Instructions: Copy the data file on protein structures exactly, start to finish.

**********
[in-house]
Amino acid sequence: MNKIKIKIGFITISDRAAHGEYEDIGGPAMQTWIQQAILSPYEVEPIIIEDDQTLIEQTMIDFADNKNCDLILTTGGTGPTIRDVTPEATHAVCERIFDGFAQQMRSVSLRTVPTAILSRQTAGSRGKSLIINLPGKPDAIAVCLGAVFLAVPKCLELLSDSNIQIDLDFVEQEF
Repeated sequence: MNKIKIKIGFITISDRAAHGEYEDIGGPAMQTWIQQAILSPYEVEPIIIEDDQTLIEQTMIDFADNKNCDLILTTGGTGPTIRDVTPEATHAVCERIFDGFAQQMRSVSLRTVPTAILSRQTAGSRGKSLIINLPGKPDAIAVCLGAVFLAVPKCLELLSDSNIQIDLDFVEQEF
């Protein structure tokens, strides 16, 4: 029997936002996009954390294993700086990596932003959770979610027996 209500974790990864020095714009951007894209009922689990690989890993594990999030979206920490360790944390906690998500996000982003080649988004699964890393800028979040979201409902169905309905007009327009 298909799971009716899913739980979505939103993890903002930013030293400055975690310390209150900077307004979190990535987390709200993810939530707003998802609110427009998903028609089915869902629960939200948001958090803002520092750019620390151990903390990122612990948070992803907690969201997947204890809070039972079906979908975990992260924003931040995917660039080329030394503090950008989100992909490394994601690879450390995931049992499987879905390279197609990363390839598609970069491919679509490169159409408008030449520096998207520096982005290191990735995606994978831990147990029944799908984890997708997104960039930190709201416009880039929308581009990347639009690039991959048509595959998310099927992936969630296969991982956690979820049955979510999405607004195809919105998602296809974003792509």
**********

[in-house]
Amino acid sequence: MNKIKIKIGFITISDRAAHGEYEDIGGPAMQTWIQQAILSPYEVEPIIIEDDQTLIEQTMIDFADNKNCDLILTTGGTGPTIRDVTPEATHAVCERIFDGFAQQMRSVSLRTVPTAILSRQTAGSRGKSLIINLPGKPDAIAVCLGAVFLAVPKCLELLSDSNIQIDLDFVEQEF
Repeated sequence: MNKIKIKIGFITISDRAAHGEYEDIGGPAMQTWIQQAILSPYEVEPIIIEDDQTLIEQTMIDFADNKNCDLILTTGGTGPTIRDVTPEATHAVCERIFDGFAQQMRSVSLRTVPTAILSRQTAGSRGKSLIINLPGKPDAIAVCLGAVFLAVPKCLELLSDSNIQIDLDFVEQEF
């Protein structure tokens, strides 16, 4: 029997936002996009954390294993700086990596932003959770979610027996 209500974790990864020095714009951007894209009922689990690989890993594990999030979206920490360790944390906690998500996000982003080649988004699964890393800028979040979201409902169905309905007009327009 298909799971009716899913739980979505939103993890903002930013030293400055975690310390209150900077307004979190990535987390709200993810939530707003998802609110427009998903028609089915869902629960939200948001958090803002520092750019620390151990903390990122612990948070992803907690969201997947204890809070039972079906979908975990992260924003931040995917660039080329030394503090950008989100992909490394994601690879450390995931049992499987879905390279197609990363390839598609970069491919679509490169159409408008030449520096998207520096982005290191990735995606994978831990147990029944799908984890997708997104960039930190709201416009880039929308581009990347639009690039991959048509595959998310099927992936969630296969991982956690979820049955979510999405607004195809919105998602296809974003792509």